“Non-delegator” sounds so much nicer than “control freak” or “know-it-all,” but truth be told, that’s just semantics. Delegating can be scary—especially if you’ve been burned before and if you know exactly how you like things done—but I probably don’t have to tell you that it’s a crucial part of moving up the ladder.
That said, that instinct to hold some projects close to the vest isn’t always a bad thing. Sometimes you really should keep a project on your own plate. The trick is knowing when you should pass a task along (hint: the correct answers go way beyond when you’re too swamped to care how it’s done) and to whom.
So, take a deep breath, have faith that your colleagues and employees are capable of doing a great job, too, and use the guide below to discern if you’re keeping a project because it’s the sensible (rather than territorial) choice.
1. Keep the Project When: It Must Be Done a Specific Way
But Delegate If: There is More Than One Right Way
One of the classic excuses for not delegating is the old stand-by: “If you want something done right, do it yourself.” And in some situations—a relationship with a difficult client, executing a project you masterminded—this may be true. Often, however, a slight deviation from your plan won’t affect the final product, and the time saved and spirit of teamwork built through delegating is worth this risk.
For example, in a prior job, hundreds of student applications containing multiple pieces were sent in hours before deadline. Did I have an ordered system of which pieces I filed first, and how I ordered them in the student’s chart? Yes. But realistically, as long as every piece was recorded as received in the database, and every student had a digital and hard copy application, it didn’t matter if items were scanned first and recorded second or vice-versa.
This was 100% a task to be delegated to my very capable interns, even if they had their own way of doing things. In fact, the only time there was a breakdown in communication was when I put the focus on doing it “my way” (record first, scan and print second), rather than on what mattered most (everything must be accounted for).
Remember, it’s okay if doing a task intuitively means something different to someone else. Who knows, his or her innovation may even teach you something!
2. Keep the Project When: It Takes Longer to Explain Than to Complete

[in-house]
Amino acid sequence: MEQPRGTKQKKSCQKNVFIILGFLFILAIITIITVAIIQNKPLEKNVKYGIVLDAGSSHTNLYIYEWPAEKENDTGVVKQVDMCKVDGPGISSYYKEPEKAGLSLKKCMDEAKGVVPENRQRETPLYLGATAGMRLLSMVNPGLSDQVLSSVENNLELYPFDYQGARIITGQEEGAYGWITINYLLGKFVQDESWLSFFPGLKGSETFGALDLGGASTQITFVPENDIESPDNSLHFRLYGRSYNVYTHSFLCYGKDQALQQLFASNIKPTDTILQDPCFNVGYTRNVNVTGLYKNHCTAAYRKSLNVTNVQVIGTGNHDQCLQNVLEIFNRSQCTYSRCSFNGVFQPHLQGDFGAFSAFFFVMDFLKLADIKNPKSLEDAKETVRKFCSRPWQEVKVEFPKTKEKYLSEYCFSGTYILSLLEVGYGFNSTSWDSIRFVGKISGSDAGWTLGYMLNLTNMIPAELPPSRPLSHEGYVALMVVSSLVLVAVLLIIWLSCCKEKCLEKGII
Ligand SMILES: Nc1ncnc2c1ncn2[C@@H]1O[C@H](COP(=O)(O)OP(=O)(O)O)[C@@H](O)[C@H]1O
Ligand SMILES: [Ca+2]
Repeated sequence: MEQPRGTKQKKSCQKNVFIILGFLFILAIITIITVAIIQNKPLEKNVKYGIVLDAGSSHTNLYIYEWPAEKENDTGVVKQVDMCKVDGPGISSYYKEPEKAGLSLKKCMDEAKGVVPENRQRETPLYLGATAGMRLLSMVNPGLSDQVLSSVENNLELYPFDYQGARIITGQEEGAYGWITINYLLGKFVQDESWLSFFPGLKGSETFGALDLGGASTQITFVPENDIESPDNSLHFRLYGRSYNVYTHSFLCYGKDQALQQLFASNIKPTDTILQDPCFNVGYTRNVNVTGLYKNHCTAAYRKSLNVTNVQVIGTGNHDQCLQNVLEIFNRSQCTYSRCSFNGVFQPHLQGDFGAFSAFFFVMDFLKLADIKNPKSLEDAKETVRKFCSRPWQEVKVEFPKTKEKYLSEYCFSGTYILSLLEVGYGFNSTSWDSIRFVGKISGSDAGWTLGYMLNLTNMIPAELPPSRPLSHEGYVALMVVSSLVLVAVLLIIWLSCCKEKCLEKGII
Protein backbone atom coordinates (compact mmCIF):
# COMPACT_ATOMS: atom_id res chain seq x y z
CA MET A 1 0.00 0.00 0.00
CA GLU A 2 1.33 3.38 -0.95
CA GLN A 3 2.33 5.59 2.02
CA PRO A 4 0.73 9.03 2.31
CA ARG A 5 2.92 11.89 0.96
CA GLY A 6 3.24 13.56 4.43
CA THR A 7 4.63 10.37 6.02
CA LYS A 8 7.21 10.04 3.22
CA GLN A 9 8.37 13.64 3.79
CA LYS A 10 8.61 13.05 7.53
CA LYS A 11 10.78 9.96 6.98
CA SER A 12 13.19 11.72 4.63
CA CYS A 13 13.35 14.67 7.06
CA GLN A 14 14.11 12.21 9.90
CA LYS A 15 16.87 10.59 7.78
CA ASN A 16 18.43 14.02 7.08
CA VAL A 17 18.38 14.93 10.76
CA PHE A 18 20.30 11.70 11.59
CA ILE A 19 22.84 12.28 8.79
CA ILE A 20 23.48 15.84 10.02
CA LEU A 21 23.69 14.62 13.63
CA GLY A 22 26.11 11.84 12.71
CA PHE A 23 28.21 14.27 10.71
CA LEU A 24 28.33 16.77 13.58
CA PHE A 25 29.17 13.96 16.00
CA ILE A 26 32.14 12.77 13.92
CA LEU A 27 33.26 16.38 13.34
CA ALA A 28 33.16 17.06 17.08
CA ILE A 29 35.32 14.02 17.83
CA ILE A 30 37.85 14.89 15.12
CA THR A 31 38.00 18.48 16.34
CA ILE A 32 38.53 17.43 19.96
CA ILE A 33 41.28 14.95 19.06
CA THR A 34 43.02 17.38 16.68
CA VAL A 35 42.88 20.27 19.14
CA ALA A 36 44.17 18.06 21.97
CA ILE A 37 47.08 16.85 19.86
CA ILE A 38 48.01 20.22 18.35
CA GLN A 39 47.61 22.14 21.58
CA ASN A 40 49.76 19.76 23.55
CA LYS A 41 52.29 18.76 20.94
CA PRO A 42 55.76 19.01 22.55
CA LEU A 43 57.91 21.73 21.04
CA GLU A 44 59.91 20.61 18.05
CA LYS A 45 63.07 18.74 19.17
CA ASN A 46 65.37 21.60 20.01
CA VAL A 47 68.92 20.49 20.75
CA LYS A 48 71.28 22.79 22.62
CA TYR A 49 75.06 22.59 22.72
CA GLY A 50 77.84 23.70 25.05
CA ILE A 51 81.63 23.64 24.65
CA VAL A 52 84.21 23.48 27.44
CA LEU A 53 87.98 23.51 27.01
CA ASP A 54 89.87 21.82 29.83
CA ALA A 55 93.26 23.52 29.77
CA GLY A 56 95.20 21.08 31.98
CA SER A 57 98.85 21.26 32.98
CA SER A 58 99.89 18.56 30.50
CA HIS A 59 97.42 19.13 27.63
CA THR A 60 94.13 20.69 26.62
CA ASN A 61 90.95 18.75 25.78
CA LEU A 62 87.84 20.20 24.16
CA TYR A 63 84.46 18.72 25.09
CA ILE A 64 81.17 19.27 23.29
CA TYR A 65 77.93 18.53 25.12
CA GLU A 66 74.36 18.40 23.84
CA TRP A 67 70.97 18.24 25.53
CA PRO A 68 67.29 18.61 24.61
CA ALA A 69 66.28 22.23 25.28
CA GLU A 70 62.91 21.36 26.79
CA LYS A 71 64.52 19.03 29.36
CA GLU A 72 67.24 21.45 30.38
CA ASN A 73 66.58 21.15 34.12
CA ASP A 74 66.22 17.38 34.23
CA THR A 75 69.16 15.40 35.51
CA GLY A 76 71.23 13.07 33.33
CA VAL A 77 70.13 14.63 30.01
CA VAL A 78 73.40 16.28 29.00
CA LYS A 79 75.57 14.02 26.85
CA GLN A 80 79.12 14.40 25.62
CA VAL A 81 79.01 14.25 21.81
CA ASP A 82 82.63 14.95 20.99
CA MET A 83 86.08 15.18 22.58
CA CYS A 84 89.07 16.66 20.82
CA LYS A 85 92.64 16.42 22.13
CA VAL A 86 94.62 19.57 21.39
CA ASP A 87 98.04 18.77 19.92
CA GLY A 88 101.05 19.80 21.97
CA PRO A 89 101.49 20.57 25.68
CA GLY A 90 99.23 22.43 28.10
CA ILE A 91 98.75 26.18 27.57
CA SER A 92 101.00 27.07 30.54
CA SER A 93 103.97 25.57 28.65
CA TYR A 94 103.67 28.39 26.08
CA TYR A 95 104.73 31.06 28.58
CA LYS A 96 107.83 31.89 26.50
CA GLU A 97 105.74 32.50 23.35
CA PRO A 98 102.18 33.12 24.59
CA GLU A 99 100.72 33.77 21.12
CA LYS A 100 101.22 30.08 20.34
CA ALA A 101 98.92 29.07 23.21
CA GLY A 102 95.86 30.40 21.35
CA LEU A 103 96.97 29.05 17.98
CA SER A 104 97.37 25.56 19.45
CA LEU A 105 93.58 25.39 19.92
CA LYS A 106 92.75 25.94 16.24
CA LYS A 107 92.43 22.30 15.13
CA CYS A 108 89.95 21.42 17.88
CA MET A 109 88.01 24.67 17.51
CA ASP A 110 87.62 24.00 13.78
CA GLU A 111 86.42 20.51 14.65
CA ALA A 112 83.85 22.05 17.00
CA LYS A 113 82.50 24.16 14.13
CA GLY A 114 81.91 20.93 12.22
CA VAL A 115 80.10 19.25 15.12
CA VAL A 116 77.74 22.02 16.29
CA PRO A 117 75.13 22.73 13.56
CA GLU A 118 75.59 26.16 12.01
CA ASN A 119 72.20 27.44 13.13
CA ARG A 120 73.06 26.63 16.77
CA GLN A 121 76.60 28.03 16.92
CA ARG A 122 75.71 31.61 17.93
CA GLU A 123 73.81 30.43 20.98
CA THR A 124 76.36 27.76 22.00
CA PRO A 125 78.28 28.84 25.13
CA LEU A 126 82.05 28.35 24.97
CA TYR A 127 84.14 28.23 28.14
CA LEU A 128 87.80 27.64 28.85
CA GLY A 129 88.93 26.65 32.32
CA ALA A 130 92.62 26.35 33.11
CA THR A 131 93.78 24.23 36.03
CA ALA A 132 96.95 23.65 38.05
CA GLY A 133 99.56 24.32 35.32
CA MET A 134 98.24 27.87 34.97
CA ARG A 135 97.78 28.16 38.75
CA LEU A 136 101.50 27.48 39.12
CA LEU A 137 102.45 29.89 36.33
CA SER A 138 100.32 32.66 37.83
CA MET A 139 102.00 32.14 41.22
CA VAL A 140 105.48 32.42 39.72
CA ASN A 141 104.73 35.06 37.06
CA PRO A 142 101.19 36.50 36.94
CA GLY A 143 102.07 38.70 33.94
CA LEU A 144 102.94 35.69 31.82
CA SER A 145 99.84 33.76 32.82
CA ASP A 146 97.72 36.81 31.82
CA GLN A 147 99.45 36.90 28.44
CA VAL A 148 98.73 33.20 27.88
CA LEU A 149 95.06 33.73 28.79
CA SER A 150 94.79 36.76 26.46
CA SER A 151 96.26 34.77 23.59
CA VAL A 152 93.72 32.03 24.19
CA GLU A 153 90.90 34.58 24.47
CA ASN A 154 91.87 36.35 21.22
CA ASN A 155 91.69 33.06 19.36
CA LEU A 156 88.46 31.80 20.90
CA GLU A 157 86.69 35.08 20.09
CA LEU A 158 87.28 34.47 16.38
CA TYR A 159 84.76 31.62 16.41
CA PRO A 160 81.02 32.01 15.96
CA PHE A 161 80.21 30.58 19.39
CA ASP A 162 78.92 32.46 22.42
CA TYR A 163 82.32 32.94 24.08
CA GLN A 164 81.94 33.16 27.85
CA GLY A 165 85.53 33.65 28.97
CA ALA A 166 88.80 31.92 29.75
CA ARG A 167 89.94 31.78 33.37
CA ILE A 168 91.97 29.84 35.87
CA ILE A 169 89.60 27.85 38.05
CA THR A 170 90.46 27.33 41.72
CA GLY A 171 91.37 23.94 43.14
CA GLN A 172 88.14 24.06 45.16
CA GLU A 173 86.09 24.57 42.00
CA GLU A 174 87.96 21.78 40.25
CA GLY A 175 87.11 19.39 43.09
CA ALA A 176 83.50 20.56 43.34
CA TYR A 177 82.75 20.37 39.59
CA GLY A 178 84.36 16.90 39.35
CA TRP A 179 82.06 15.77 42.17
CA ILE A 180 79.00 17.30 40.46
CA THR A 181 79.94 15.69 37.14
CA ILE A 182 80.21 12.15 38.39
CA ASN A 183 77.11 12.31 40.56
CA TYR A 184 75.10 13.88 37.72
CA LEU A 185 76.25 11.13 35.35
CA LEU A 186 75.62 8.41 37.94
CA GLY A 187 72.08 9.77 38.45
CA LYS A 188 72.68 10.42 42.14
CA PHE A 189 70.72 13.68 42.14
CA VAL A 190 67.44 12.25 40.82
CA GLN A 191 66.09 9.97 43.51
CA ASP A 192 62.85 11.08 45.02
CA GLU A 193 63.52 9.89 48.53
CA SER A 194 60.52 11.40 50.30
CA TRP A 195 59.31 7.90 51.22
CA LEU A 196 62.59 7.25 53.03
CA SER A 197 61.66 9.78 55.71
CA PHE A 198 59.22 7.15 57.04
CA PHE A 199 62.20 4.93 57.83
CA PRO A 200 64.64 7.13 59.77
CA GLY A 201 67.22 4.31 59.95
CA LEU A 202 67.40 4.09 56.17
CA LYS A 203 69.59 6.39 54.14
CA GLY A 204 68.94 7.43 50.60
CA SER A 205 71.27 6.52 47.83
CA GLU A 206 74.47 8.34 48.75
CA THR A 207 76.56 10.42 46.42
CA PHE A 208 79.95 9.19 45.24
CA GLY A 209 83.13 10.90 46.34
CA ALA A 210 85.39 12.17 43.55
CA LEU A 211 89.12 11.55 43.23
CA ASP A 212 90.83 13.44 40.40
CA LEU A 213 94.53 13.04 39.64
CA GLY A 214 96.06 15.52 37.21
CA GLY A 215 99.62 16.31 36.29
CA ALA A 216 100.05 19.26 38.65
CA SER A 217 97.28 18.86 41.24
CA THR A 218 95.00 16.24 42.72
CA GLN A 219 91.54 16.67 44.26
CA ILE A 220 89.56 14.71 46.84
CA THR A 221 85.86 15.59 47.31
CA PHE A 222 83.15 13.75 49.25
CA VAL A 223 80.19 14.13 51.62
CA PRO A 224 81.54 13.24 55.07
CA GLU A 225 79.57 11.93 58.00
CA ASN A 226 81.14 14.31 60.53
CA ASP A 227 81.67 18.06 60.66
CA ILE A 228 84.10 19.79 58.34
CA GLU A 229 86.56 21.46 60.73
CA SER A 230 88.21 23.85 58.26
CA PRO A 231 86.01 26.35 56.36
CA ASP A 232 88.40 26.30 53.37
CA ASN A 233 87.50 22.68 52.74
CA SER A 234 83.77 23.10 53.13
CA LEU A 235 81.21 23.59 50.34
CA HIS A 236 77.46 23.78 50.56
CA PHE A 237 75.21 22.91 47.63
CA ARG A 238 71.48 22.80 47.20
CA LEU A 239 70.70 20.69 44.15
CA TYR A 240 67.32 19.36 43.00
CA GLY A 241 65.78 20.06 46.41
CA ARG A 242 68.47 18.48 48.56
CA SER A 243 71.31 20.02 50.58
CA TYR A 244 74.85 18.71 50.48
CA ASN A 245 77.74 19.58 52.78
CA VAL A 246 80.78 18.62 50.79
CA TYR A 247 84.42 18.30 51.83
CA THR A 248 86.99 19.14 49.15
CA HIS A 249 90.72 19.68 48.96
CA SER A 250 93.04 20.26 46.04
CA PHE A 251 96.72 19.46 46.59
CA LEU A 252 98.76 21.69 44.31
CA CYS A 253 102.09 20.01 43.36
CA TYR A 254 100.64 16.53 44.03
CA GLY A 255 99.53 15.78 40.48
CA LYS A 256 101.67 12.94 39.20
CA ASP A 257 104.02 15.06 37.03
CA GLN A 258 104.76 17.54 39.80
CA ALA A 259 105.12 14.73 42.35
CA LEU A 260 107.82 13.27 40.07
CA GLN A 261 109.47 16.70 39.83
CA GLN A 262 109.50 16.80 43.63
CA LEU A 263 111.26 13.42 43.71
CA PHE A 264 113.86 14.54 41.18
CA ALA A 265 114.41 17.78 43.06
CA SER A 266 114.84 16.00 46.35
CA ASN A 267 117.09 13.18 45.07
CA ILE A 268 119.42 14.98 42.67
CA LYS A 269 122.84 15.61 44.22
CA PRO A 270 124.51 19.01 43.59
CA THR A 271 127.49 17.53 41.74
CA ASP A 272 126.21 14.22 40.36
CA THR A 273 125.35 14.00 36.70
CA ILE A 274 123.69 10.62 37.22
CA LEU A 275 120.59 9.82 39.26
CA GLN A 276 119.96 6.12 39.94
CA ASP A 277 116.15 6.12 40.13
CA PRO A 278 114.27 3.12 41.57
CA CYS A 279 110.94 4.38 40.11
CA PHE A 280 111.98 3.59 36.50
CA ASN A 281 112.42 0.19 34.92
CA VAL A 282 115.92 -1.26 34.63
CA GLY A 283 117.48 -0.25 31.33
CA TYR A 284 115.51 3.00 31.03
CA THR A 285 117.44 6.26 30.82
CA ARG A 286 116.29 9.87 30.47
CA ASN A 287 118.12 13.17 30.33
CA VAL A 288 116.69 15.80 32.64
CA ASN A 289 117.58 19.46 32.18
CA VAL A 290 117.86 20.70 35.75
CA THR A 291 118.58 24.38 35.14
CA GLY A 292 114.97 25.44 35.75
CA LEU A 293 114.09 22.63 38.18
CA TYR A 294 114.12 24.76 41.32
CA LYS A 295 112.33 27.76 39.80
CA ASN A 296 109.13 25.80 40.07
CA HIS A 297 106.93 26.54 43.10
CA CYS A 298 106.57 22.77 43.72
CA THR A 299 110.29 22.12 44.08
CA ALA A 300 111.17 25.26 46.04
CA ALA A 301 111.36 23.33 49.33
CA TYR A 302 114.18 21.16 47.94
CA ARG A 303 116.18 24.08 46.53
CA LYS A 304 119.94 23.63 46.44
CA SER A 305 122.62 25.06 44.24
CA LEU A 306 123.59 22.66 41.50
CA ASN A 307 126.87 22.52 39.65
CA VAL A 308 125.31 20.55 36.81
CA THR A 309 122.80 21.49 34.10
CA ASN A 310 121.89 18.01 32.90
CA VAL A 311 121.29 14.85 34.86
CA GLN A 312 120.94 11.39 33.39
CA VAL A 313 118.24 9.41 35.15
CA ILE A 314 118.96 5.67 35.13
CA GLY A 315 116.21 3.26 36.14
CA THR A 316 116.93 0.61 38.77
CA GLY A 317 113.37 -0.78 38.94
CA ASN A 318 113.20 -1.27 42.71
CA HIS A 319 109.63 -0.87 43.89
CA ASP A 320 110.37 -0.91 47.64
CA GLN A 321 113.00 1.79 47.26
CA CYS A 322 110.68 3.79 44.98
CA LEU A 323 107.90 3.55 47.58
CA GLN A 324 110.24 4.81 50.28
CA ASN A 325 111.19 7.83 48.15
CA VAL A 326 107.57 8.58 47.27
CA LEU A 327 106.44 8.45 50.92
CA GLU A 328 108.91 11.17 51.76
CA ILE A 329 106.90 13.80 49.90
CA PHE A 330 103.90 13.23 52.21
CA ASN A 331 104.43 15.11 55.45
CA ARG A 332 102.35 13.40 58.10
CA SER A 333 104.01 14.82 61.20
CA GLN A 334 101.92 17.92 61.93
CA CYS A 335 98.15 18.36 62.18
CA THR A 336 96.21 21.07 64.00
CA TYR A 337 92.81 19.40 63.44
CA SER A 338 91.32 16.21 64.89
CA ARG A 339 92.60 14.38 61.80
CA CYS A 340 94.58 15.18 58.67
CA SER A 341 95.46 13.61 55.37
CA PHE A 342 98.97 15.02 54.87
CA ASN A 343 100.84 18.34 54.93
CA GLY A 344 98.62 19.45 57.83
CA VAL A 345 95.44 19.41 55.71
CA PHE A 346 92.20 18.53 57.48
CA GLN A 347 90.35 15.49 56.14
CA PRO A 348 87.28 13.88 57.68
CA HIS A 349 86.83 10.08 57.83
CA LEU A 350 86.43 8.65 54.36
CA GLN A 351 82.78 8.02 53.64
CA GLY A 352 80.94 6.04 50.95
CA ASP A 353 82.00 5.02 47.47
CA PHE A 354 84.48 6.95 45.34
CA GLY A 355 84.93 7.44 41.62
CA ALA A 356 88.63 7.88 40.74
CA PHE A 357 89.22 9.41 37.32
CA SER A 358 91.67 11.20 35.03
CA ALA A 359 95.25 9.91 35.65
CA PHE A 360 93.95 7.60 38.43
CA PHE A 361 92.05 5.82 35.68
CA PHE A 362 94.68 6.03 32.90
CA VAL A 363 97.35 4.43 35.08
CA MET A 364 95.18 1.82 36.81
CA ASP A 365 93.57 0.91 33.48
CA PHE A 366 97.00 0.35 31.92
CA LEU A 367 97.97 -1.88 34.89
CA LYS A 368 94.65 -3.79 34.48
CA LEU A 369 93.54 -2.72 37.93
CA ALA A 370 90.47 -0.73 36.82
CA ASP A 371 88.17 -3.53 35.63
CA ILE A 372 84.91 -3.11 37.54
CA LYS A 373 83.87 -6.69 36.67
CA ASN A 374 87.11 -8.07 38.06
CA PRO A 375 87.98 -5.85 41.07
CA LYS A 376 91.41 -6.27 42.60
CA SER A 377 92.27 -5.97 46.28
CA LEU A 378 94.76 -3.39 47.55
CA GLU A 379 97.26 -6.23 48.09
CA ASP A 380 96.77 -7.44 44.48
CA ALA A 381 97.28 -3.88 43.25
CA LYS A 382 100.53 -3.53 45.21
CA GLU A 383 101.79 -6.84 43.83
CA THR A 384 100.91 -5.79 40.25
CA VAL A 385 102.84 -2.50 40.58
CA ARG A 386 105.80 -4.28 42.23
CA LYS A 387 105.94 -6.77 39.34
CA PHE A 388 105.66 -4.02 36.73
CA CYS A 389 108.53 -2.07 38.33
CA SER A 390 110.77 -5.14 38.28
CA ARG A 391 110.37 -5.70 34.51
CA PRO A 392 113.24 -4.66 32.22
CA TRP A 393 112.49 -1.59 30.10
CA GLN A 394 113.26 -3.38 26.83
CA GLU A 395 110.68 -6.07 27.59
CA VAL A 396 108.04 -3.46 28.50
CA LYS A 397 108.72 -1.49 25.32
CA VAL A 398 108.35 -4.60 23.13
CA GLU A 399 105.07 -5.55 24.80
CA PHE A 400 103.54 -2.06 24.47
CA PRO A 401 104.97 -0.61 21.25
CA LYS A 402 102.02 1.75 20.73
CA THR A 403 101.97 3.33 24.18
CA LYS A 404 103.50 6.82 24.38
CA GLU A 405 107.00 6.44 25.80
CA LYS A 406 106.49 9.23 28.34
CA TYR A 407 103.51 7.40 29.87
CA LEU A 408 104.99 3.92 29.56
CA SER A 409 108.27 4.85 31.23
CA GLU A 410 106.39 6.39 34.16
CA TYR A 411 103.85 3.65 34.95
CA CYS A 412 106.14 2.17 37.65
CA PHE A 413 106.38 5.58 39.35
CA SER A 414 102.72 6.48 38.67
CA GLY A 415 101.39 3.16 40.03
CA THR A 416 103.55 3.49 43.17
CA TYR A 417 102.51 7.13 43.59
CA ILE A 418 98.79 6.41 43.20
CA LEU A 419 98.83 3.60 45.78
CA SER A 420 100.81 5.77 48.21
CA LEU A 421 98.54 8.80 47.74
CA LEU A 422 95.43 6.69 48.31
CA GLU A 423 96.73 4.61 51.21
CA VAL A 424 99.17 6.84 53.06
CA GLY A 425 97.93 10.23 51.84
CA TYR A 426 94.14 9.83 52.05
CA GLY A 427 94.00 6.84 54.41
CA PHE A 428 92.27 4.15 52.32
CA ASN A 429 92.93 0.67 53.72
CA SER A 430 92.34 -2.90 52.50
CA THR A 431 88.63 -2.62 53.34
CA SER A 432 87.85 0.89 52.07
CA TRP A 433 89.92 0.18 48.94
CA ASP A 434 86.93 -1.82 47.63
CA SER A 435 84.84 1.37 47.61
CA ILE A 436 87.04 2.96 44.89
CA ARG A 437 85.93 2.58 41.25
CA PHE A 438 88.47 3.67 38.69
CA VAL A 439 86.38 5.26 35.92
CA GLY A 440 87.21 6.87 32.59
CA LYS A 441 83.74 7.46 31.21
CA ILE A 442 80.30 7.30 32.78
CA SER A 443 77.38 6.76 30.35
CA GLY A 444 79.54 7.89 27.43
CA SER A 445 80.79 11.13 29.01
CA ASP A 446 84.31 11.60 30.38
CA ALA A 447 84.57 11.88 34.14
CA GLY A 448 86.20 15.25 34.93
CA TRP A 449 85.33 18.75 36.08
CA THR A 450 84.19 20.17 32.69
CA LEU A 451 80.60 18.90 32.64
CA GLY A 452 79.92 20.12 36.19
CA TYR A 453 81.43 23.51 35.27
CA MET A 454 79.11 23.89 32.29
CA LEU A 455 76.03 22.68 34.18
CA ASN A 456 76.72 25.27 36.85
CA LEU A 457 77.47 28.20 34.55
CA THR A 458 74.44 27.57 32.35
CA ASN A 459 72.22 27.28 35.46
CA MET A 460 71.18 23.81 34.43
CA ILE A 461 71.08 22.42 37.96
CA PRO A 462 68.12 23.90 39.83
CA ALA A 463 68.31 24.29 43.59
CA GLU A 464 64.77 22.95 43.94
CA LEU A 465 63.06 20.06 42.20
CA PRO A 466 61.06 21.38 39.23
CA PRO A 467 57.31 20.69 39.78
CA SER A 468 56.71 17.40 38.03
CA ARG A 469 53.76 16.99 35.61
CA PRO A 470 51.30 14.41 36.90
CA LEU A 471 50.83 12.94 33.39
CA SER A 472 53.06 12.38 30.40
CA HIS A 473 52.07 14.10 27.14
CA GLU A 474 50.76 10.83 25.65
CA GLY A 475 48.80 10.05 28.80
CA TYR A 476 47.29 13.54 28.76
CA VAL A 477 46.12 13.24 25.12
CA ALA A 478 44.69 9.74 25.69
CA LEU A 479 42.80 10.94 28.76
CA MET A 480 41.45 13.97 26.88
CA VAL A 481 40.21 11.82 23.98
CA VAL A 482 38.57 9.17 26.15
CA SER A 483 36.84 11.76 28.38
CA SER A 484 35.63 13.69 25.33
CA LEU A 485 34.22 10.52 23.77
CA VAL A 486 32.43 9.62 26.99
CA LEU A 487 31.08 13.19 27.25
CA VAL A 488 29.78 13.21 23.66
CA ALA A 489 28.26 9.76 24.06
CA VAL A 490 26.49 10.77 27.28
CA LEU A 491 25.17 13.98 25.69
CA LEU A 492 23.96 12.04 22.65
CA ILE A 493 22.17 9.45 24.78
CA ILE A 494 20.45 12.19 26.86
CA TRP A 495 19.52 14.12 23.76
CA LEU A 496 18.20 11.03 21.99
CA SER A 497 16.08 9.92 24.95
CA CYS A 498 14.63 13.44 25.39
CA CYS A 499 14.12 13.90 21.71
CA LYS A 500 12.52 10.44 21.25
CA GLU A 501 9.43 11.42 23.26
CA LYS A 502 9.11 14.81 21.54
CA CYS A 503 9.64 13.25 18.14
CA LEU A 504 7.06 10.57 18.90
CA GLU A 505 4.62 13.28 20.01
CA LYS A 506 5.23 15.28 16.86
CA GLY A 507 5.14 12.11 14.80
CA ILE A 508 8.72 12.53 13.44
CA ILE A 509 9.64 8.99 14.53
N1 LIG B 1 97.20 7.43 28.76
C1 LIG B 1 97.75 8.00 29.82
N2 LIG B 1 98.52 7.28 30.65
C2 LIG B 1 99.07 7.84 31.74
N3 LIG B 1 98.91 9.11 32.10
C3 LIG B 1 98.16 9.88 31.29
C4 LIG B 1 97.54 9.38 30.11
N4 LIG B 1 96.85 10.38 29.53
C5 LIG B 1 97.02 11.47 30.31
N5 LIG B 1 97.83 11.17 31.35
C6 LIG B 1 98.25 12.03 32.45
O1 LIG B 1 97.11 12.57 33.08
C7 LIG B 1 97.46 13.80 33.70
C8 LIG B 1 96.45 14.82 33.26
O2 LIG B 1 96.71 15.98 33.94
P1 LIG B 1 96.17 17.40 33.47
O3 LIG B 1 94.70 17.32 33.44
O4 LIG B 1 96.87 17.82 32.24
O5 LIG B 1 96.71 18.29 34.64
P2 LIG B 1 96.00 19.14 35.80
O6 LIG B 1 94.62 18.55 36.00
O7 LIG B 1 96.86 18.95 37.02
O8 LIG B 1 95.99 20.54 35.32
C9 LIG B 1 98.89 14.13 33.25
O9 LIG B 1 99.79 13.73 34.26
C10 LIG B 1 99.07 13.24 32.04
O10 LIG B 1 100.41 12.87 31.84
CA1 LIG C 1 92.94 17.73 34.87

But Delegate If: It’s a Skill the Employee Needs to Learn
Okay, it can be a total nuisance to walk someone through something that is already second nature to you. You teach her the operating program, show her the keyboard shortcuts, and the next thing you know your 30-minute email project has turned into a two-hour training session. So if you’re too busy to teach today? Send the email yourself.
Unless—you make that excuse every day.
Yes, teaching someone takes time and patience. But once your employee learns, he or she can then complete the task, taking it off your plate altogether. Don’t hoard your subordinate’s responsibilities because you can’t find the time to show him or her—giving your employees meaningful work is equally a part of your job!
Unless it’s a truly a special exception (such as the day of a big event), take a “no time like the present” approach. And remember, the better job you do explaining this time, the fewer questions you’ll have to answer in future.
3. Keep the Project When: You Really Enjoy It
But Delegate If: It’s No Longer in Your Job Description
If you take your work personally, giving up a task you loved can be your biggest obstacle to delegating. And it’s not an uncommon problem for the recently promoted. Say you were promoted from an entry-level admin position to a different department, so you no longer get to greet your favorite people. Or perhaps you’re asked to train someone else on a current (pet) project, so you can focus on one that’s deemed more important to the company.
Let’s start with what you shouldn’t do: You shouldn’t lurk around the old task or over the shoulder of the person who now has your responsibilities. You shouldn’t “just happen” to be at the front desk whenever the regulars come in, or drop by project meetings unannounced. It’s not helpful—and it can get annoying, quickly.
That said, here’s what you can do: First, offer to be a resource. Tell the new hire that you loved this project or that you planned that event the last five years running and are happy to answer any questions. Second, try to identify what you enjoyed so much in that role and look for similar outlets in your new role.
Finally, if you love your current job, and a promotion would mean a total 180 in your role (e.g., your work is 90% hands-on—a promotion means it would be 90% paperwork), think about if you really want to delegate your current responsibilities. I once turned a promotion down, and though it cost me a title bump and a few thousand dollars, it was well worth it for a second year doing exactly what I loved.
Delegating is not a bad word. It doesn’t mean you can’t do it all yourself; it means you’re a strong enough manager that you can identify projects that would be good for others on your team. Use the tips above to remind yourself when you should be assigning more tasks to your employees.